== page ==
Damocles, on 13 June 2012 - 03:57 PM, said:
Ever consider that there might be ballast tank intakes in the legs/torso of a mech?
Why would they be? Considering how dense modern armor has to be to defeat modern weapons, future armor would be much more dense and correspondingly heavier. No that's not something that can be changed using "future tech' to make it less dense/heavy as armor effectiveness is related to density.
Also if this were the case then every time a 'Mech used the intakes to fill the 'Mech with water and increase its density it would also be increasing it's mass/weight at the same time. Also you have to ensure that every 'Mech has enough open internal space in order to fill it with sufficient water to increase the density to the required amount. Occam's razor suggests that the 'Mechs are simply much heavier than the official "weight" rather than some complex system that allows them to function properly.
Skylarr, on 13 June 2012 - 04:00 PM, said:
Yes I'm quite familiar with the differences between tons, tonnes, etc., your point?
Kiriko, on 13 June 2012 - 04:00 PM, said:
Tech Manual 35103, pg18, Construction Basics, Weight (Mass):
"In Classic BattleTech, most units are measured by their weight, or mass. The Classic BattleTech universe uses the metric system, with all objects defined by their weight in kilograms or metric tons. In TechManual construction, units may be constructed under the kilogram standard (battlesuits, ProtoMechs, and Small Support Vehicles) or by the tonnage standard (BattleMechs, Industrial-Mechs, Combat Vehicles, Medium and Large Support Vehicles and aerospace units)."
Tech Manual is wrong, the math (volume/mass) shows that it is physically impossible for BattleMech "tonnage" to be based on the metric system.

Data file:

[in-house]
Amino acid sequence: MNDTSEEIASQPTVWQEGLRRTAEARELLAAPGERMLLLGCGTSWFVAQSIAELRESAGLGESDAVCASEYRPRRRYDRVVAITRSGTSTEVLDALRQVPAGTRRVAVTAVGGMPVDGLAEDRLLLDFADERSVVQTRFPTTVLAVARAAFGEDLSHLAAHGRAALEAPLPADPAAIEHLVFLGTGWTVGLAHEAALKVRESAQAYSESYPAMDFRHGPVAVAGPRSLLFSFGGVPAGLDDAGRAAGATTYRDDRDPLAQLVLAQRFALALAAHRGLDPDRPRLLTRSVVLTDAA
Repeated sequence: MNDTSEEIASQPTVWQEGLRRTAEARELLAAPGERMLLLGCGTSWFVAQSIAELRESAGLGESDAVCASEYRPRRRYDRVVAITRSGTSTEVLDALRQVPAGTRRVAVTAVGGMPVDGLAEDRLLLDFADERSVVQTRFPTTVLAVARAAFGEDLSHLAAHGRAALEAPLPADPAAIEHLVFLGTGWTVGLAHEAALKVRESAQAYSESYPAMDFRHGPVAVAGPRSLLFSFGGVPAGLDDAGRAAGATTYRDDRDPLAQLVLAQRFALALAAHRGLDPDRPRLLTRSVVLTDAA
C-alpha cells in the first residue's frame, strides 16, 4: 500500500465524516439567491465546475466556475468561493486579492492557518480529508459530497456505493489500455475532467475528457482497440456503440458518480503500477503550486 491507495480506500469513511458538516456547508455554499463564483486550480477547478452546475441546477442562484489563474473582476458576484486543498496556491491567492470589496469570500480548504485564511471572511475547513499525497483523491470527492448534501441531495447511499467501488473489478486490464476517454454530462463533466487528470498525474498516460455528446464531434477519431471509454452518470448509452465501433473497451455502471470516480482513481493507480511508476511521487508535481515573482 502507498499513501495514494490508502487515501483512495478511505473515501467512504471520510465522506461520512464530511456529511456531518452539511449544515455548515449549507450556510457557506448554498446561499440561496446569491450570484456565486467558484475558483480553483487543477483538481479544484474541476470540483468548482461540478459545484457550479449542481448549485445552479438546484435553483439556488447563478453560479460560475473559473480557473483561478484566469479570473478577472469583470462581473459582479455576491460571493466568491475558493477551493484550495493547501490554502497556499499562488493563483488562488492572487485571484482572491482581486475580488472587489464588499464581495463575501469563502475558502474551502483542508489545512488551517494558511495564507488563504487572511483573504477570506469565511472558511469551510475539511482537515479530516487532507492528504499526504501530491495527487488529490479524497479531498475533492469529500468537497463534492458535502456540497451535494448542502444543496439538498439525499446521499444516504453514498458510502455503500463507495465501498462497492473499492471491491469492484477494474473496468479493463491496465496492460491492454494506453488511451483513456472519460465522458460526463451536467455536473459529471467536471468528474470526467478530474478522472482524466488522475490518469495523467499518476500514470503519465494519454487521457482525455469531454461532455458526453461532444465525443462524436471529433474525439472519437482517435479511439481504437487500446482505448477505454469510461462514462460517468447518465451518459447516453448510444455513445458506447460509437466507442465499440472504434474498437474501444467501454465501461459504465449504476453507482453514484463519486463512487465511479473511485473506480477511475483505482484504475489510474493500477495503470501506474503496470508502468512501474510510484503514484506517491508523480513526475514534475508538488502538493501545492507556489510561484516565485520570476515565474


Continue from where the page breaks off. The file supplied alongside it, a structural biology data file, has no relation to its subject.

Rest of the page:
Deathjester, on 13 June 2012 - 04:06 PM, said:
This assumes that a 'mech is fully sealed. As mechs are designed to make use of being submerged in water to help cool themselves it would make sense to allow the interior of the mech to flood when submerged. The only part of the mech that really needs to be sealed is the cockpit which makes up very little of the 'mechs structure and so would have virtually no effect on density.
'Mechs are cooled by heatsinks, which are by their nature connected to the outside of the 'Mech. Heatsinks that are not connected to the exterior would simply heat up the interior of the 'Mech and do no good. Water merely needs to run across the heat exchangers on the exterior of the 'Mech.
Also you would not simply want to let water run into the interior of the 'Mech because that would allow material deposits in the water to enter the 'Mech and clog it with gunk. It would also likely lead to corrosion on critical components and possibly shorts if it comes into contact with any uncovered wiring.
BeforeLife, on 13 June 2012 - 04:14 PM, said:
One of the main reasons for this is that the armor in battletech(bareing warships and dropships of corse) is MILLIMETERS THICK, in rare causes centameters. That is one of the reasons for the low weight.
Care to explain how armor with the same density or less density, which is also much much thinner than current armors is better capable of stopping enemy weapons fire?